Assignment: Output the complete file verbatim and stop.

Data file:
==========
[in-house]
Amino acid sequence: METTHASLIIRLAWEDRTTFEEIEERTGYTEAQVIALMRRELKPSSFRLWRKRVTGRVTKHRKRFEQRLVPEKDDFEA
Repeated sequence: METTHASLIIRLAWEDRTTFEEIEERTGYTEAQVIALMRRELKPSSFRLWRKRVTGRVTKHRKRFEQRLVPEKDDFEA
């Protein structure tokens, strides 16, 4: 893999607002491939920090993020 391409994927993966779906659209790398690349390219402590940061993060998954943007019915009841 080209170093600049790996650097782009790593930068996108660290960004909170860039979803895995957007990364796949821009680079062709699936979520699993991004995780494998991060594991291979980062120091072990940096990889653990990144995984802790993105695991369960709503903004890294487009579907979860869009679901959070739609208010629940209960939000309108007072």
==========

[in-house]
Amino acid sequence: METTHASLIIRLAWEDRTTFEEIEERTGYTEAQVIALMRRELKPSSFRLWRKRVTGRVTKHRKRFEQRLVPEKDDFEA
Repeated sequence: METTHASLIIRLAWEDRTTFEEIEERTGYTEAQVIALMRRELKPSSFRLWRKRVTGRVTKHRKRFEQRLVPEKDDFEA
């Protein structure tokens, strides 16, 4: 893999607002491939920090993020 391409994927993966779906659209790398690349390219402590940061993060998954943007019915009841 080209170093600049790996650097782009790593930068996108660290960004909170860039979803895995957007990364796949821009680079062709699936979520699993991004995780494998991060594991291979980062120091072990940096990889653990990144995984802790993105695991369960709503903004890294487009579907979860869009679901959070739609208010629940209960939000309108007072």